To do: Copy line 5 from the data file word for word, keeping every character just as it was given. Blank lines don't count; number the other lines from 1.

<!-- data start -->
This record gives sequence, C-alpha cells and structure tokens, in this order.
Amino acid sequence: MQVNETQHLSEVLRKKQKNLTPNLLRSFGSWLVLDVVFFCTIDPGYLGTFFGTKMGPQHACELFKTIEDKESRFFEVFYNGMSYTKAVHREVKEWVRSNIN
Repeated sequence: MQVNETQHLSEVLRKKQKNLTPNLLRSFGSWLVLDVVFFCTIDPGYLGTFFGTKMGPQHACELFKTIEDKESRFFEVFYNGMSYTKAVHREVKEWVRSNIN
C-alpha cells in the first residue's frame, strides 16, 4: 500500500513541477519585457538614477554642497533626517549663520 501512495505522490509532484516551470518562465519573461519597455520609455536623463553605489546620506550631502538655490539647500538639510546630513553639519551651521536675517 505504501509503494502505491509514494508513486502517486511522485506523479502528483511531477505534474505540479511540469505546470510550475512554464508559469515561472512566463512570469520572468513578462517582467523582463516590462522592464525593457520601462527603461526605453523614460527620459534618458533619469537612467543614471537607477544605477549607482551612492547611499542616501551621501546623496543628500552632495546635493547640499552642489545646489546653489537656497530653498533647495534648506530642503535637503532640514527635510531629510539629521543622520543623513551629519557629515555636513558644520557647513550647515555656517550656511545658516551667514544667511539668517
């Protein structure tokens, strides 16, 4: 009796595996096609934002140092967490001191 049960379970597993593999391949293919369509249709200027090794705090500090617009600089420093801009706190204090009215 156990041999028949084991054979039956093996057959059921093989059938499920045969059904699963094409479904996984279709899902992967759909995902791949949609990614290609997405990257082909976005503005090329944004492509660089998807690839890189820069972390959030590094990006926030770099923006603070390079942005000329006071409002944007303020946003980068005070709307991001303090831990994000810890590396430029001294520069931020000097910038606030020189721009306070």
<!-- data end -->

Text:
């Protein structure tokens, strides 16, 4: 009796595996096609934002140092967490001191 049960379970597993593999391949293919369509249709200027090794705090500090617009600089420093801009706190204090009215 156990041999028949084991054979039956093996057959059921093989059938499920045969059904699963094409479904996984279709899902992967759909995902791949949609990614290609997405990257082909976005503005090329944004492509660089998807690839890189820069972390959030590094990006926030770099923006603070390079942005000329006071409002944007303020946003980068005070709307991001303090831990994000810890590396430029001294520069931020000097910038606030020189721009306070």